AM Peres said...

Dear CJ, since this is my 1st post I want to also take the time to thank you for all the wonderful recipes and then some. That said I would like to get your take on the difference in flavor if I were to roast the Salsa Ingredients first? Thanks.
-AP

Leigh said...

I just made this...amazing. All of your recipes are winners in this house.

Mike Zimmerman said...

Hi Chef John,

Got a "Wee" little out of control with the salt. We still have a huge pot of this left. Can you tell me how to get the salt down? My wife's suggestion was to throw it back on with more potatoes and let them soak the salt. Any other hints?

The flavor is amazing but WAY too salty - it was my fault!

Chef John said...

cooking with more potatoes can help, but if it's really salty, maybe not enough. I'd probably try again! Good luck!

Mike Zimmerman said...

Hi again Chef John,

So I was able to rescue my salty disaster. I had leftover Anaheim peppers and tomatillos and all the other goodies. Made a new chile sauce base with water only (sauce volume about half what you spec in the recipe), then sauteed a half onion, threw in the spices (half, again), added the sauce and let simmer for an hour. Meanwhile, I roasted about 3/4 lb of the same potatoes (no salt or seasoning). When the sauce was done, I tossed in my original salty stew. Let that all heat up, then threw in my potatoes. It is sooo much better now, the salt is perfect, and retained much of the original flavor. Very potato-y, but what the heck, my wife loves it so we're in good shape. Thanks again for the great recipe.

Russell Troxler said...

I made this today, only used a Dutch Oven and the oven set at 300 degrees F (I have know idea what that is in C... I'm an American) oh and more time, I had stuff to do.

Ms. Carrie said...

Chef John! This stew combines so many of the flavors I love...it's fantastic. One small addition; I added just a pinch of cinnamon. BOOM!
Making a big pot right now, to feed my fellow nurses at work tomorrow. They'll love me. And you, too.
Thanks!

Ms. Carrie said...

Chef John! This stew combines so many of the flavors I love...it's fantastic. One small addition; I added just a pinch of cinnamon. BOOM!
Making a big pot right now, to feed my fellow nurses at work tomorrow. They'll love me. And you, too.
Thanks!

Rexie R said...

This was phenomenal!! A neighbor gave me a bunch of tomatillos and I had no idea what I would make! DELICIOUS!!!

Megan Rice said...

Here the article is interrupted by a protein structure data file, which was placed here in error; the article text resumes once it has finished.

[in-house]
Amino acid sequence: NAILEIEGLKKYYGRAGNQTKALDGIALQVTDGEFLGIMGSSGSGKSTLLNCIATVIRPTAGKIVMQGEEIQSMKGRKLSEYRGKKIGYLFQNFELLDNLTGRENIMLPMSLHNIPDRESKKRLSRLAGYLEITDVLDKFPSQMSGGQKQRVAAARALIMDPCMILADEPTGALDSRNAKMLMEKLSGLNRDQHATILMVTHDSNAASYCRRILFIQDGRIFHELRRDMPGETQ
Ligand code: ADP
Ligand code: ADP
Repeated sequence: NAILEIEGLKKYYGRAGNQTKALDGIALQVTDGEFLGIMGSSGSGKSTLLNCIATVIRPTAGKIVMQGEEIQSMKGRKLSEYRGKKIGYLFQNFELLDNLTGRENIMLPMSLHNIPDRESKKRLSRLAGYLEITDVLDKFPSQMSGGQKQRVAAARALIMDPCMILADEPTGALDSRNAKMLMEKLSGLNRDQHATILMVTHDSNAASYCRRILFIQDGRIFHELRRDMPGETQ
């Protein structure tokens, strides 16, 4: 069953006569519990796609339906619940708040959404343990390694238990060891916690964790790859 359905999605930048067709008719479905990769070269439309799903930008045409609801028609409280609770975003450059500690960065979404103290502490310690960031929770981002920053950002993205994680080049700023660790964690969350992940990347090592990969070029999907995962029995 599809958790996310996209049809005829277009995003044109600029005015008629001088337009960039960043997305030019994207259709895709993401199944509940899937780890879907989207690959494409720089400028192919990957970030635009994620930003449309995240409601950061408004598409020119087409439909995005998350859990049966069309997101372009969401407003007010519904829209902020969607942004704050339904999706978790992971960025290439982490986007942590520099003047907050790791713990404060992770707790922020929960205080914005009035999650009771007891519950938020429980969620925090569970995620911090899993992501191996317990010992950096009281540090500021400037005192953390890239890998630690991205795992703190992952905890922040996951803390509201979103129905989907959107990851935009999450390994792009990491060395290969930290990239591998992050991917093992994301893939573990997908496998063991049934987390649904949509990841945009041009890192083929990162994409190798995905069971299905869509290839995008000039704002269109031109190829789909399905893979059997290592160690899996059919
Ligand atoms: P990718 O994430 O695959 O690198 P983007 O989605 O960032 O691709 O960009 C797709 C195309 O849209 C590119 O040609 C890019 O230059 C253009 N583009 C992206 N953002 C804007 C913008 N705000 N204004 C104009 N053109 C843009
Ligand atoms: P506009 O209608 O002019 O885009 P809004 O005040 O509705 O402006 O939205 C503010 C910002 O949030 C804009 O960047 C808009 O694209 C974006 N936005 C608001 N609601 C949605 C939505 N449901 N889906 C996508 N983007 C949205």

This recipe is so tasty thanks for sharing!!
🍴yum!!!

Winkie Man said...

Looks really good, but for some reason youtube has been telling me about it 2-3 times a day since you posted it. Have not had this problem with any of your other videos so wondering if some tweek, or option you might have done differently on this?

Chef John said...

Sorry, but haven't had any reports of issues! I'm sure just a temporary glitch.

Reed Hedges said...

Great in a tortilla too, if its not too runny/watery/soupy.

Christian Kakara said...

This looks super good! Going to make some this weekend, after I get a big tub of antacids.

Giles09 said...

Greetings Chef John.
A tip from a Mexican enthusiast:
Scorch the tomatillos, garlic and onions before adding them anywhere. Just put them directly against the flame and give them a turn every 30 seconds or so. This will give the sauce a true Mexican, musky, traditional aroma.
Also, I believe that skirt and rib meat are better for this recipe.
Congrats on the site. Is great.
Cheers.

Merry Wheaton said...

John: I was hoping to make it for a group and would like to know how many it serves. This recipe looks great and I'm especially happy to know how to make the awesome pickled red onions. Thanks.

Chef John said...

I try to guess at the portions, which you'll find it at the top of the ingredient list. This recipe should make about four servings. Enjoy!

Joshua Freeman said...

Hi chef John, thanks for the recipes and how to videos you do, I looked at many chili verde recipes but was sold on your use of potatoes. ( you just have to have potatoes ) I made this two weekends ago and yesterday I doubled the recipe because so many people loved it. I do smoke my pork over hickory at 180 degree for 3 hours before browing in pot and i omit cayene for chipotle for the smoky heat. So i do a smoked version. Thanks again for your help.

Keff said...

I was walking around in the supermarket today not knowing what to cook. And then I saw some packege in the vegetable counter I hade never seen before and it was Tomatillos for the first time!!! Even the cashier started looking at the pakege and wondered what it was.

Wonderful recipe!

Many thanks from Sweden! :)

Jd Björkhem said...

I have now made your cauliflower pizza and this recepie. Although i basicly had to wade through dead bodies to get ahold of Tomatillos here in Sweden, i managed and the wife loved it(as did I) . Late to the party, i know, but I felt the need to post my thanks. Your website and Youtubemovies really have helped me develop as a amateur chef. Thanks Chef John!